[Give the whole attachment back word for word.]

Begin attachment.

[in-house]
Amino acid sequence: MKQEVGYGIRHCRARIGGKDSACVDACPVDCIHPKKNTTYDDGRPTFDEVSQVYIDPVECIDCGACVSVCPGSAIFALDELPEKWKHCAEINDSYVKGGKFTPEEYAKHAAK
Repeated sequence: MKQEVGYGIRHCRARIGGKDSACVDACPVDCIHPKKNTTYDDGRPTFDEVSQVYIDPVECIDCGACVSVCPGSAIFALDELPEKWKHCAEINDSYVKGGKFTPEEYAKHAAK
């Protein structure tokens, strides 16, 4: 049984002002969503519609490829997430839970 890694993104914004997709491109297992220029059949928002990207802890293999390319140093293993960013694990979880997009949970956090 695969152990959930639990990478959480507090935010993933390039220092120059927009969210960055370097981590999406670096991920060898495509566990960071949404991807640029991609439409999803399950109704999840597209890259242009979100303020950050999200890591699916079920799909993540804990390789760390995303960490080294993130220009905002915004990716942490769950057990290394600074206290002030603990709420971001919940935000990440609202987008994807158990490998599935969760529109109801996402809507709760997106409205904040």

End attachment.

[in-house]
Amino acid sequence: MKQEVGYGIRHCRARIGGKDSACVDACPVDCIHPKKNTTYDDGRPTFDEVSQVYIDPVECIDCGACVSVCPGSAIFALDELPEKWKHCAEINDSYVKGGKFTPEEYAKHAAK
Repeated sequence: MKQEVGYGIRHCRARIGGKDSACVDACPVDCIHPKKNTTYDDGRPTFDEVSQVYIDPVECIDCGACVSVCPGSAIFALDELPEKWKHCAEINDSYVKGGKFTPEEYAKHAAK
């Protein structure tokens, strides 16, 4: 049984002002969503519609490829997430839970 890694993104914004997709491109297992220029059949928002990207802890293999390319140093293993960013694990979880997009949970956090 695969152990959930639990990478959480507090935010993933390039220092120059927009969210960055370097981590999406670096991920060898495509566990960071949404991807640029991609439409999803399950109704999840597209890259242009979100303020950050999200890591699916079920799909993540804990390789760390995303960490080294993130220009905002915004990716942490769950057990290394600074206290002030603990709420971001919940935000990440609202987008994807158990490998599935969760529109109801996402809507709760997106409205904040």